British swimmer Adam Peaty is breaking world records. And he’s making millions doing so. Peaty first reached international fame with his triumphant performance at the 2016 Olympics. He broke a world record while bringing home Britain’s first men’s swimming gold medal in 28 years.
He broke his own speed record this week at another World Championship event. Peaty specializes in the breaststroke rather than swimming multiple events. This means he’ll never catch up to swimming legends like Ian Thorpe or Michael Phelps in total medal count. But he may surpass them in bank account.
Peaty has humble beginnings. His dad oversaw a grocery store and his mom worked in childcare. Peaty is quoted in The Guardian as saying:
“I didn’t come from a background of wealth like a lot of athletes, so I think it does motivate me a lot more than the normal athlete.”
Furthermore, Peaty recognizes that trap that many athletes fall into – not planning for the future. It’s always sad to hear all the stories of superstars ending up in bankruptcy such as Mike Tyson, Dorothy Hamill, and Warren Sapp. To avoid that fate, Peaty is planning his finances while he’s still a world champion. He said:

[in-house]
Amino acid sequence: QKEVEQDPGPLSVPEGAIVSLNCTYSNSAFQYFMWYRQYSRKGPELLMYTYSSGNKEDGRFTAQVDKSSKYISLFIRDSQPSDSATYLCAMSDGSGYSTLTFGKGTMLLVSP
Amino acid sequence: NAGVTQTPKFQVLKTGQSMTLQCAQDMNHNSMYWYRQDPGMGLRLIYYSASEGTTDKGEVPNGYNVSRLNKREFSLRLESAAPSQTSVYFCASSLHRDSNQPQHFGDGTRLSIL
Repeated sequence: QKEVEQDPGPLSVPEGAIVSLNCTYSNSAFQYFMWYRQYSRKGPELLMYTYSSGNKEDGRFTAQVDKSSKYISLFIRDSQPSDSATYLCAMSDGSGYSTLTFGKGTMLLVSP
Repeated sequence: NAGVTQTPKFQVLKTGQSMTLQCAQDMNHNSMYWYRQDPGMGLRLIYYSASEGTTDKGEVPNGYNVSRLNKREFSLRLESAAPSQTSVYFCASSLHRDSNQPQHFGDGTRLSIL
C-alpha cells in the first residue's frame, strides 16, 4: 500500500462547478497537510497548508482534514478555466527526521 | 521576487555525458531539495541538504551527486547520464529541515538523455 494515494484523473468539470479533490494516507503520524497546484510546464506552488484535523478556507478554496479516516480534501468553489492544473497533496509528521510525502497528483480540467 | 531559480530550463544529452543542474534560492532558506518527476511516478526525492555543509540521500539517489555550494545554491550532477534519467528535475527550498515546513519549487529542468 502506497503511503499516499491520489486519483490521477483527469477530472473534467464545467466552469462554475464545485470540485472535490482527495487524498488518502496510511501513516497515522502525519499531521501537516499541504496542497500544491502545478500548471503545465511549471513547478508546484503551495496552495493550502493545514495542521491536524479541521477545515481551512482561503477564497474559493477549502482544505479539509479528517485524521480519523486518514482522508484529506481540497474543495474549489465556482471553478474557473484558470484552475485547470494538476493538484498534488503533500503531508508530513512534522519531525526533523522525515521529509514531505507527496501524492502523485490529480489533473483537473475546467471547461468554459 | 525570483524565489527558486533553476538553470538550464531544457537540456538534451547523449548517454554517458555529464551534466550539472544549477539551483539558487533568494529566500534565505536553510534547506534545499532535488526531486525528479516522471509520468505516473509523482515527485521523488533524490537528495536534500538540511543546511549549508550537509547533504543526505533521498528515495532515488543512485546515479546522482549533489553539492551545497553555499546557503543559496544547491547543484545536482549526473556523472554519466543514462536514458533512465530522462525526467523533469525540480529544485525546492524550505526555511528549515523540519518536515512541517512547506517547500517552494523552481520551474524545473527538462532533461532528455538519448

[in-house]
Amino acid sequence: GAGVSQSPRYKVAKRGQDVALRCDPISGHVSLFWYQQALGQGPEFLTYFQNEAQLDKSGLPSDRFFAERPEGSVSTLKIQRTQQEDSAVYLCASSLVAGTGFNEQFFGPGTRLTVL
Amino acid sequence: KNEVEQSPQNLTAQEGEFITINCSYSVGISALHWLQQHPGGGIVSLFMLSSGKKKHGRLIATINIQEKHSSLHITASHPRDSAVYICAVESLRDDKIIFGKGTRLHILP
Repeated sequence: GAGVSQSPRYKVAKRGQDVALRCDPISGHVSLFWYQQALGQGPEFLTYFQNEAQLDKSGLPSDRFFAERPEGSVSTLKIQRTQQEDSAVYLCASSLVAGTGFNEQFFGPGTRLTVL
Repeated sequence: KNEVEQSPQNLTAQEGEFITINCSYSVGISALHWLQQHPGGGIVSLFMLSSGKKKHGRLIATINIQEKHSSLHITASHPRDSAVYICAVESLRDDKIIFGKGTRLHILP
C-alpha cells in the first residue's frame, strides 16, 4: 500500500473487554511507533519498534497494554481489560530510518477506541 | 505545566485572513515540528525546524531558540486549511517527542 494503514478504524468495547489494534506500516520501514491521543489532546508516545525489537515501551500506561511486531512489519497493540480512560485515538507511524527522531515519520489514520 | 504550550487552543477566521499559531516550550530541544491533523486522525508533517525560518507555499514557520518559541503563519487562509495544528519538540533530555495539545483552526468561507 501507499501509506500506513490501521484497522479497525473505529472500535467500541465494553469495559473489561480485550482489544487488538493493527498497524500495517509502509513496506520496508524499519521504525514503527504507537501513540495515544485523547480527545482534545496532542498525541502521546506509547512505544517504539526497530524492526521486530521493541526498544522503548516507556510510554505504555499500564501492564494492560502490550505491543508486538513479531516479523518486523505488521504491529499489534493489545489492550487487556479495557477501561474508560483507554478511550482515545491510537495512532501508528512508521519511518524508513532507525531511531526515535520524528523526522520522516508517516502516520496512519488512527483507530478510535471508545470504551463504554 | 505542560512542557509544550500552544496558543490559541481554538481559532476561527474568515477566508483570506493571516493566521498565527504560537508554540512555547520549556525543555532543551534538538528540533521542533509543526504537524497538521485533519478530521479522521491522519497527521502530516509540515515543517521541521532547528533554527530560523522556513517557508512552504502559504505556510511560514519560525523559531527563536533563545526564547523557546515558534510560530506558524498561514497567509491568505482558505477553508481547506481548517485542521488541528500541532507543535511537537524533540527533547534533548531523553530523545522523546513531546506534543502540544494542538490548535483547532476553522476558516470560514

“I think any athlete has to think of financial security sooner or later. You don’t want to get to the end of your career when you have only just thought about that […] I want to make the best of the situation I am in for the next few years, hopefully the next 10 years.”
The classic approach for Olympic athletes is to pull in corporate sponsorships. Peaty has been making money off that route for years now. His current partnership with Visa, for example, dates back to the 2016 Olympics.
He also helps sell swim trunks and promoted furniture for a British retailer, among other deals.
But Peaty has other plans to diversify his revenues. He’s become a spokesperson for the International Swimming League (ISL), which kicks off operations this year. The ISL will have eight European and American teams of swimmers, with a championship in Las Vegas. He sees the ISL as an opportunity to help swimmers make big money like other professional athletes. In an interview with Reuters, Peaty said:
“If you top that onto all the other prize money (from other events) and sponsors then, if you’re lucky enough, you’re looking at potentially millions […] For a swimmer that is a ridiculous amount.”
In any case, Adam Peaty still has a ways to go. Michael Phelps is reportedly worth $60 million, having brought in a huge chunk of money from partnerships with Visa, Under Armour, and Subway.
Last modified: June 23, 2020 2:44 PM UTC